And it’s quite significant for me that, adding to the amazement of how unbelievable of a voyage our common life story has been over the past 10 years – and what a crazy decade it was, made of numerous collective miracles, witnessed within ourselves and into others – I had the great privilege of inviting my brothers, my sisters, my friends and fellow life partners to my place, Tangier, where we have the incredible blessing of establishing a recording studio in order to work on sounds, on words, on colors, on images, that we’re all opting to turn into songs, lyrics, paintings and movies in order to discover and rediscover who we are as a band, as friends, as a family… Uplifting pieces of hope we are impatient to share with you all.

So, in that refreshing creative new space of ours, Ben and I, with Sef’s collaboration, gave life to a new musical project that should be released this upcoming spring. It’s something very different from everything we have given life to before, an artistic landscape made of blissful and galvanizing emotions, a conceptual project inspired by the resilience of those who seek, by the solidarity of those who stand with those who kneel, by the triumph of an idea greater than oneself, of pure love born out of desperation. We are very proud of that project and can’t wait for you all to discover its nature.

As for Your Favorite Enemies’ next endeavors, the upcoming few months should be rich in communion, as the 6 of us are now assembled in Tangier until April to explore and experiment together, which has always been our way to firmly resist the temptation of creative convenience and comfort. The only perspective of being reunited here is already magnificently inspiring, to say the least, so we can’t wait to see what will emerge from the blooming sea of our artistic heartfelt revivification.

Impatiently awaiting the moment we will be with you all, we want to wish you a fulfilling and exhilarating new year, knowing we will see you very soon, may it be for a cherishing hug, a mutual smiling instant shared, a concert or a musical type of communal ceremony, or someplace on the road somewhere.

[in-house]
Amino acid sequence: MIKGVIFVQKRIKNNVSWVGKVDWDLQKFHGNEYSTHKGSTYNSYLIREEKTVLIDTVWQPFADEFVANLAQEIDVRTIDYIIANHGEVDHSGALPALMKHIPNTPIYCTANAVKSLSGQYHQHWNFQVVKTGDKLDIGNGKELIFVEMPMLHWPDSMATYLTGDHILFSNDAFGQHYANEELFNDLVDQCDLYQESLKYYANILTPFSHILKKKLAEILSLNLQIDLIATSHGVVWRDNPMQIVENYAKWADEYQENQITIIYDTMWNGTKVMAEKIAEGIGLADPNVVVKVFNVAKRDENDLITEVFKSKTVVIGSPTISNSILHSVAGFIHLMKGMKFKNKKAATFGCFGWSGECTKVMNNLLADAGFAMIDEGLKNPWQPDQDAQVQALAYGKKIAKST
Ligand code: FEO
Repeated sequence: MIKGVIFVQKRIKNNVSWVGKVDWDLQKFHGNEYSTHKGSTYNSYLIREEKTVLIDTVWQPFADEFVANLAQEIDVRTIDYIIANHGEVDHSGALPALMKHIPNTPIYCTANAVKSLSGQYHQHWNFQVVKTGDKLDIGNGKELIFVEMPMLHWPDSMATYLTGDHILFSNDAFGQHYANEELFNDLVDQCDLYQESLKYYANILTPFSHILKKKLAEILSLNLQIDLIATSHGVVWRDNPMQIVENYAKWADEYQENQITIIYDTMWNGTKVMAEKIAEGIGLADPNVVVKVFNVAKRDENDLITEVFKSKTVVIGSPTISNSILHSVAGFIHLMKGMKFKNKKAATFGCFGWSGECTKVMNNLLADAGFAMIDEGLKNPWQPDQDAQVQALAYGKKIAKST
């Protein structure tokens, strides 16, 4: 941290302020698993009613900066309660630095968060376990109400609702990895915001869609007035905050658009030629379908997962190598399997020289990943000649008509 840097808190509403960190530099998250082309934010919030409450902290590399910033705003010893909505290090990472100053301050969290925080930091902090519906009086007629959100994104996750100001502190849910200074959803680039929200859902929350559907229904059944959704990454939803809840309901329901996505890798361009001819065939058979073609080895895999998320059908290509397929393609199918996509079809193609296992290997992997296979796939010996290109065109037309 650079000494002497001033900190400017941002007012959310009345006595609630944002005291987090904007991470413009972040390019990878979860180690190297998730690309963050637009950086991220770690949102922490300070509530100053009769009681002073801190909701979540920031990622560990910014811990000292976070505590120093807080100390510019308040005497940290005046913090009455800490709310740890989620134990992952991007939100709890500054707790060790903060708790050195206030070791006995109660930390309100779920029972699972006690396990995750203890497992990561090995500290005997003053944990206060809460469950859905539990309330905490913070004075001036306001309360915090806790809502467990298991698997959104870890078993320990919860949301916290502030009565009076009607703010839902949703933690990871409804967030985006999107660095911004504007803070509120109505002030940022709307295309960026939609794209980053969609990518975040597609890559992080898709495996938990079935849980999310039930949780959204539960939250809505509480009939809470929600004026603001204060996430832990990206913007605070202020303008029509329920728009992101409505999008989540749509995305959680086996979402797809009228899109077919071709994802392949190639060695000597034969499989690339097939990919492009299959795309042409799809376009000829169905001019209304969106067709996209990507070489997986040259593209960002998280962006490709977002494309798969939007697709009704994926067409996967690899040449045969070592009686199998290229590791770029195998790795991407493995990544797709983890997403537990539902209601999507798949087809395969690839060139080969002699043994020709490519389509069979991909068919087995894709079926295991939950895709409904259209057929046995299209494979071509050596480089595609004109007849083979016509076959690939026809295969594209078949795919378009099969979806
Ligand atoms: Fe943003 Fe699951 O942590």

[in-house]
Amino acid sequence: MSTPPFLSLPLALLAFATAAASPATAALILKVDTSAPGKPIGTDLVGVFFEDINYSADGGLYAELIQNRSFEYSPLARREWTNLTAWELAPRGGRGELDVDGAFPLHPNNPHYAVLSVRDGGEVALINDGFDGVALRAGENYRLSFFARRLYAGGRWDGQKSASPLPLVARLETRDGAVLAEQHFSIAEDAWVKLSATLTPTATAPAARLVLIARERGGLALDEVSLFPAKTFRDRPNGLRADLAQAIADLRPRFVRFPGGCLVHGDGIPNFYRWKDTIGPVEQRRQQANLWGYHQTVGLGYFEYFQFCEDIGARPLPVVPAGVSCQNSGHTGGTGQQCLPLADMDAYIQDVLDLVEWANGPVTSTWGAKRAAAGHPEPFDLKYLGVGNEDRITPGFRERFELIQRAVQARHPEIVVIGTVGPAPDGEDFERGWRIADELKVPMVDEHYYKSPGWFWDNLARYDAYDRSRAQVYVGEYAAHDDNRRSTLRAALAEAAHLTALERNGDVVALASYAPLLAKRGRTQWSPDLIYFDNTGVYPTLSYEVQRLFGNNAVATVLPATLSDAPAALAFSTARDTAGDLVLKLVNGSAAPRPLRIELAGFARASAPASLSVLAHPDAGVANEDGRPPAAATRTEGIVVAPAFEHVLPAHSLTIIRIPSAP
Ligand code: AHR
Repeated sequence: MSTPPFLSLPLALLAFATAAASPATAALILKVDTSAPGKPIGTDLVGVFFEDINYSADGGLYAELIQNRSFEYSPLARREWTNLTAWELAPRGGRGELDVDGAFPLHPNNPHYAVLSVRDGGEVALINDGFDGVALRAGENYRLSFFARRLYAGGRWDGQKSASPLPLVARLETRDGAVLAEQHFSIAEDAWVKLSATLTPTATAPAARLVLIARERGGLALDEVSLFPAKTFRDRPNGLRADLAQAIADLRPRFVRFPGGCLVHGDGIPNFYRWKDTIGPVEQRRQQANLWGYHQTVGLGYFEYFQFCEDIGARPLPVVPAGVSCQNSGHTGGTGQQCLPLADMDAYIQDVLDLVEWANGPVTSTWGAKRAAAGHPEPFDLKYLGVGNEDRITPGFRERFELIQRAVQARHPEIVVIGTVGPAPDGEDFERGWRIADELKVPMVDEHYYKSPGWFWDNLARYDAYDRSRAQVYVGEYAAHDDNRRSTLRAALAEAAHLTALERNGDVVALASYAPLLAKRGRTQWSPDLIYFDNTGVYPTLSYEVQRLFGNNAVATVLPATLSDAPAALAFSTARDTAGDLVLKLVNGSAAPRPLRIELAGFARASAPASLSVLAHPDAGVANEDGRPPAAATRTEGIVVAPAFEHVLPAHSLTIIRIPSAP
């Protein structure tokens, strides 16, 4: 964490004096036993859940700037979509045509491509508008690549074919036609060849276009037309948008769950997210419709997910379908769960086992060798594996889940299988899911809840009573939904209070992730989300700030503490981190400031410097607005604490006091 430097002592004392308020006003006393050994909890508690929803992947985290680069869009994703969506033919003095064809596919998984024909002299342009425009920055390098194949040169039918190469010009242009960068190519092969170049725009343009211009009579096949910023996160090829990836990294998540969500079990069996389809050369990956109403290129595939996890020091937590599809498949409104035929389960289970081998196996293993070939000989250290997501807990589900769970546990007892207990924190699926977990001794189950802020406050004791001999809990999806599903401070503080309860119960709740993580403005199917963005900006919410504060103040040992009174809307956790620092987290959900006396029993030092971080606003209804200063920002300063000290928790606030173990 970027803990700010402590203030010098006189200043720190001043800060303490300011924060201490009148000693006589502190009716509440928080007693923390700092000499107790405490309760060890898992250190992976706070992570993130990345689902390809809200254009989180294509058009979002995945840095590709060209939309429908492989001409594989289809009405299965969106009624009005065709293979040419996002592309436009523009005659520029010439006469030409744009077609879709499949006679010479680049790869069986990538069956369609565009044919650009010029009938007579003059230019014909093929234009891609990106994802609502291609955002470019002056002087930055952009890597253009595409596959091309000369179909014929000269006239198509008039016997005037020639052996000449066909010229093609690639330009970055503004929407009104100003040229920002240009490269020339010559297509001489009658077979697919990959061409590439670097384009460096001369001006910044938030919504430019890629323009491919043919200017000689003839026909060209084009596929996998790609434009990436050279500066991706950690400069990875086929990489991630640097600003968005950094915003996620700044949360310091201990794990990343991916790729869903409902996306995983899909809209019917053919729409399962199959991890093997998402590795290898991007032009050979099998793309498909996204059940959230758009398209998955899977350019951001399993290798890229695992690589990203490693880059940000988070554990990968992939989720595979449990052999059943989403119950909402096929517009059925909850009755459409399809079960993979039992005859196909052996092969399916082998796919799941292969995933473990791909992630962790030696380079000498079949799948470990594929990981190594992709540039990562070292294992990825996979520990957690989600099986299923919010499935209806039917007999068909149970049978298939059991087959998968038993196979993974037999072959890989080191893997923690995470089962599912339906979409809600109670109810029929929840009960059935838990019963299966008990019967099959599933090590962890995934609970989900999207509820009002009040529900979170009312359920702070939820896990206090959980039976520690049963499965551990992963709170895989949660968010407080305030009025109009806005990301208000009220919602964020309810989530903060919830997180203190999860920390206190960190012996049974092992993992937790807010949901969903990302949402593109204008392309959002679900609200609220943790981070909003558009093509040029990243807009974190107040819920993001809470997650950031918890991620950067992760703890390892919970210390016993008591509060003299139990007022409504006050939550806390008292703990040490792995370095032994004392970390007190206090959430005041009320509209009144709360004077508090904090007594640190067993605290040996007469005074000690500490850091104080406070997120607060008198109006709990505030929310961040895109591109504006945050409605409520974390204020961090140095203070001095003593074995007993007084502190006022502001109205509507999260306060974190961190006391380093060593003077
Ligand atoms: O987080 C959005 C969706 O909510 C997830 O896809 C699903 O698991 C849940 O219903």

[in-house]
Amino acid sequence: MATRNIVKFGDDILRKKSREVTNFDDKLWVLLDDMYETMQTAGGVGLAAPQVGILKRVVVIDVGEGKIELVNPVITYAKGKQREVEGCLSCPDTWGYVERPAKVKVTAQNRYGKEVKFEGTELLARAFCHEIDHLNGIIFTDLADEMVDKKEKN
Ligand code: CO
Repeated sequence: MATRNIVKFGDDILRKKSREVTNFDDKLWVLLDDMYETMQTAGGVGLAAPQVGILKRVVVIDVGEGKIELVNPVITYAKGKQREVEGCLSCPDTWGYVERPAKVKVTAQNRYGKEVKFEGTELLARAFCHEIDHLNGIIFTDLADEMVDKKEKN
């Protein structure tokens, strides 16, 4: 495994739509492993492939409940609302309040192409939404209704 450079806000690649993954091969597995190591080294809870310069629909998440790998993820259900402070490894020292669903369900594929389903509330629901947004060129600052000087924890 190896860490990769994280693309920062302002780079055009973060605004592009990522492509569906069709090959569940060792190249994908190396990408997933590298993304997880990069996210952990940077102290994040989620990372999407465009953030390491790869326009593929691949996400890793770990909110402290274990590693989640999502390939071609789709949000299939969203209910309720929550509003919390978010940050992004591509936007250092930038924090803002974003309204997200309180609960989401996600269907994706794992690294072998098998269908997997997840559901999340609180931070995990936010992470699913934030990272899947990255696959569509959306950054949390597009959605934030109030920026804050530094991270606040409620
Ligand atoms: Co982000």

Much love to you all,

Alex, alongside Jeff, Miss Isabel, Ben, Sef and Moose

PS: Make sure to join the band’s fan club (SFCC) for more info on the upcoming projects and our current North African adventure.

Time Doesn’t Heal… Only Forgiveness Does.

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As published in the Japanese magazine BEEAST

I stood in front of my bedroom door with probably more excitement than my 2 little furry boys MacKaye and Leonard, who were crying and barking for me to quickly open up. That pure loving moment is what has kept me coming back home on a regular basis in the year that has gone by, separating me from actually being able to say: “Alright, I’m back home.” I never thought the last year would go as it did, even if I didn’t have any plans. Days became weeks. Weeks turned into months. And without further notice, I found myself wondering if I would ever come back at all, which I believe wouldn’t have happened if it wasn’t for writing the book “A Journey Beyond Ourselves”. I was that emotionally damaged, but realized I wasn’t that definitely broken after all. You can run as far and as long as you want, for all the good or wrong reasons. Time doesn’t heal… Only forgiveness does.  

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It was somehow special for me to be back in the studio last night, after what felt like an eternity. It was special to stand in a place with so much history, with so much of our tears, laughter, mourning dreams and exulting success. I didn’t expect the place to be anything else. Again, it’s what we decide to make out of all those moments that determines their nature and therefore their emotional implication. Last night, without any other reason than feeling it, all through the freedom by which I live my life now, I was even able to share with the others. I used to keep any personal emotion to myself, so this reminded me how something as simple as being in the same place as the others had never been quite that simple for me before. Sharing some song ideas and revealing a little of the emotions that came with them was good to me… it was simple.

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Some of the things I shared were about the fact that, in the midst of the world’s present chaos and its everlasting new grieving morning after, I felt it was time for me to give life to the words of compassion, grace and mercy I kept on writing about in order to purge the intolerance and fatalism that roams around, following every unbearable and crushing act of revolting terror we are either part of, may it be as victims of anger or powerless survivors, or disconnected from, may it be to protect ourselves from hate or as an acknowledged denial to live without fear, whatever it may be or not. As I told a dear friend who asked me to write a text for an important newspaper after a recent act of abominable and revolting horror, I wasn’t able, as shameful and disheartened as it may sound, to keep on writing eulogies anymore.